But if you’re not a designer, putting together a great color palette with complementing colors can be a difficult and time-consuming task.
If choosing colors isn’t your forte, there are plenty of tools to help you out. For example, you can use the pre-designed color palettes and themes in Visme to instantly change the colors of your infographic.
When conceptualizing your infographic, use a pencil and paper to build a simple wire-frame as if you were designing a website.
You should be able to establish a flow for your design, so that the eye naturally goes from one block of information to the next.
In Western cultures, text and graphical content generally follows a left-to-right and top-to-bottom pattern, but this isn’t always the case.
I’ve seen many well-designed infographics with a zigzag or snake-like pattern— it works as long as the flow is intuitive and the data is clear.
Once all of your information is in the right sequence and you begin to work on the first draft of your infographic, you can also use images and symbols to help reinforce the flow of your infographic, such as arrows.
If you’re still having trouble making the flow of your design intuitive, all of the infographic templates in Visme serve as a good starting point and were built as a turn-key solution by our team of professional designers.
Flat design occurs when there is no z-axis depth to the visuals in the design, which gives it a flat appearance. Sometimes this is done intentionally by designers, but many people find non-flat designs to look more appealing.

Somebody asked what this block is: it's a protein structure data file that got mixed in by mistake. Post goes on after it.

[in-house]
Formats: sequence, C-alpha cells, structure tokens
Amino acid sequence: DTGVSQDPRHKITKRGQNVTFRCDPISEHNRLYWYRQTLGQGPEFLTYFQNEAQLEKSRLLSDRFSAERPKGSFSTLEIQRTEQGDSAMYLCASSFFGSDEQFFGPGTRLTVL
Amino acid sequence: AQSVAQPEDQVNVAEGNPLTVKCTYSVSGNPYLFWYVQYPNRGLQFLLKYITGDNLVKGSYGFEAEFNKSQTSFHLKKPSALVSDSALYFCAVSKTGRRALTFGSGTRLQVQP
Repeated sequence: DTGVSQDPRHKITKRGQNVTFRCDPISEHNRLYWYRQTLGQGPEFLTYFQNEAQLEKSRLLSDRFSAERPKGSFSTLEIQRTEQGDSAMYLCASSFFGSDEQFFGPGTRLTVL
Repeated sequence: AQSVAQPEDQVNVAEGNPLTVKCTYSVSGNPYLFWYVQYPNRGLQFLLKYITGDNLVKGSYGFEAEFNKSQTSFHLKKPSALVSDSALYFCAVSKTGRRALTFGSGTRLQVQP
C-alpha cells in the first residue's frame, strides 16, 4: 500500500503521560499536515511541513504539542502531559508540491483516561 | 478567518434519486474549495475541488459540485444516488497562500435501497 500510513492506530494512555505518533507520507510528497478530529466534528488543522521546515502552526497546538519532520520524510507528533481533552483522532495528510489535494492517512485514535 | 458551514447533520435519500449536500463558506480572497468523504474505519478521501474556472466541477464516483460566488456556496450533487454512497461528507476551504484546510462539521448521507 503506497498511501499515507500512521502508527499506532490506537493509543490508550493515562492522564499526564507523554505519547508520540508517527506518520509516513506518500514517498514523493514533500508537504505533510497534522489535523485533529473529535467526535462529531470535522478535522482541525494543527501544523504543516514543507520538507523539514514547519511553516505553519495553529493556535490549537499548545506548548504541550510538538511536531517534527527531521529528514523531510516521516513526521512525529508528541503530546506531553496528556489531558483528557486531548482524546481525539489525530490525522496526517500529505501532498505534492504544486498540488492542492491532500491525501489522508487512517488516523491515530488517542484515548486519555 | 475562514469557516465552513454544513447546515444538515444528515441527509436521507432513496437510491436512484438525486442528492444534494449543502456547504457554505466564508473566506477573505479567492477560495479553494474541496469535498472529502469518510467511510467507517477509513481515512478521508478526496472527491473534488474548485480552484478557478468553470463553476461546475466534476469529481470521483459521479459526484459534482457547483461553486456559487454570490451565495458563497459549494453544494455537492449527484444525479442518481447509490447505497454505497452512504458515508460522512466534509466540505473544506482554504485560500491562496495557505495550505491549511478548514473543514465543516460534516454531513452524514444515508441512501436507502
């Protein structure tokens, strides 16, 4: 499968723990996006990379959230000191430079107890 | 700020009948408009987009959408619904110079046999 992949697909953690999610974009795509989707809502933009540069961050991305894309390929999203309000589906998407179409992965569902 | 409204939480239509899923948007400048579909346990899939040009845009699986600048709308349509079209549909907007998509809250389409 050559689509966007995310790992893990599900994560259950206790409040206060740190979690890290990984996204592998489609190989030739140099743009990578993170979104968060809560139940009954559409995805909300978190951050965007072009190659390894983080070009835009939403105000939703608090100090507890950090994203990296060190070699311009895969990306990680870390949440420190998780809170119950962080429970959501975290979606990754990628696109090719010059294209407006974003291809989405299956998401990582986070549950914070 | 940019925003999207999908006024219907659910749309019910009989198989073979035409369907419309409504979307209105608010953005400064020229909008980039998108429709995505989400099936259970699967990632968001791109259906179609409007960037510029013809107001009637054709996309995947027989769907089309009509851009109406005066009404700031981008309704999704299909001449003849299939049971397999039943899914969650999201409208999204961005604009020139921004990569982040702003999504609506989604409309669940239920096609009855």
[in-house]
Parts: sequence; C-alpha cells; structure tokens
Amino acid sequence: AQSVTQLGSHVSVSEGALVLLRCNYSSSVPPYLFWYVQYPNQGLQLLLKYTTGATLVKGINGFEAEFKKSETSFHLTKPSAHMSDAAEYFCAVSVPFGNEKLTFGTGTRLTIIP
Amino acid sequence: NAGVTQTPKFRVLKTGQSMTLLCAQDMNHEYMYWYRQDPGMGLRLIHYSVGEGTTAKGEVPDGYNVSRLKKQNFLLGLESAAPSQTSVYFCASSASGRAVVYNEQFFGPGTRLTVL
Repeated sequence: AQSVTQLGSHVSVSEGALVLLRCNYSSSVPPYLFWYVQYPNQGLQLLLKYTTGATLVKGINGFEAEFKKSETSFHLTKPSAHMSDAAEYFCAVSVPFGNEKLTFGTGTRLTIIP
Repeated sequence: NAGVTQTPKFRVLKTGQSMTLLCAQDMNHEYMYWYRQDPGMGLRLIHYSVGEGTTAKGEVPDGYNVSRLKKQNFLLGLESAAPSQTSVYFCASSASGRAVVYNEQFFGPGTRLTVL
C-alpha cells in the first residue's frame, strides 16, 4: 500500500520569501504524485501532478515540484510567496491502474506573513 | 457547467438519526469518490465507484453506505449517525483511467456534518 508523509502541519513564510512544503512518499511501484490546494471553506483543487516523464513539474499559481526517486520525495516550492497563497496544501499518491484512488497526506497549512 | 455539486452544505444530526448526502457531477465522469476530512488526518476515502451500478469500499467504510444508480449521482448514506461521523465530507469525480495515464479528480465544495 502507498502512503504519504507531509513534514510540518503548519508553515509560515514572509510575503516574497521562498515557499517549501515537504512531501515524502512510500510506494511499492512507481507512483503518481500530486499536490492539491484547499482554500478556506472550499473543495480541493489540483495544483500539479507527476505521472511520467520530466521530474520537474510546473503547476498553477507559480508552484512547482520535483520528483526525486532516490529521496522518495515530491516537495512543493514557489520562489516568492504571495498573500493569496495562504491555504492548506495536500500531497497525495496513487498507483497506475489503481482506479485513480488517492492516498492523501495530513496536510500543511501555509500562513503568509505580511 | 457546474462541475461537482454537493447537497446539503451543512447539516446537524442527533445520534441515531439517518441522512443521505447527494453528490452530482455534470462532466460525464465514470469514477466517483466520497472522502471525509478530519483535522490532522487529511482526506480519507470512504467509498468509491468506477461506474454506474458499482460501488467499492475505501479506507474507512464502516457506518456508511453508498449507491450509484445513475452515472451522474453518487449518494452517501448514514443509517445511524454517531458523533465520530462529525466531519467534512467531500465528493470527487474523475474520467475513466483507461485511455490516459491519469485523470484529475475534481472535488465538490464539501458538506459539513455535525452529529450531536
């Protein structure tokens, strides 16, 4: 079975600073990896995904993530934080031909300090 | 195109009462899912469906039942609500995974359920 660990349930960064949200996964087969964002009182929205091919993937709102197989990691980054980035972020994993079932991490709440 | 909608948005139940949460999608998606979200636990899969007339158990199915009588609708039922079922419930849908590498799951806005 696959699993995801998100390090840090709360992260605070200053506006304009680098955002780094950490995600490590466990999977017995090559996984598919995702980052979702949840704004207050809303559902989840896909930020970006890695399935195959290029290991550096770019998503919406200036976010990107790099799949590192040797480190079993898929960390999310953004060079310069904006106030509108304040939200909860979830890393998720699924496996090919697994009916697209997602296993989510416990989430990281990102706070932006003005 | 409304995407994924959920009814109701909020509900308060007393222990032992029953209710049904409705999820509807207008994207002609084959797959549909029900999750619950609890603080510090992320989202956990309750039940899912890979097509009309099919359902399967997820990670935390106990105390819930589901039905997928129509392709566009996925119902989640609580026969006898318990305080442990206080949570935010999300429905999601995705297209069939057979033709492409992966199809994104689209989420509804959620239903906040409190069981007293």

The more aesthetically appealing your infographic is, the more engaged your audience will be. And the more engaged your audience is, the longer they’ll spend analyzing and extracting value from your content.
An easy way to avoid flat design is to use a drop shadow effect, which can easily be accomplished by selecting a shape or image and toggling "dropshadow" on or off inside the Visme editor.
You can also achieve the appearance of depth by placing an offset duplicate image in the back of your foreground image and toggling its opacity.
Getting this right will take a little bit of practice, but once you get the hang of it, you’ll be using it in all of your infographic designs.
Whether you’re using graphics made by a third-party or creating the images yourself, make sure they look like they belong together.
What does this mean? I like to use popular cartoons as an example.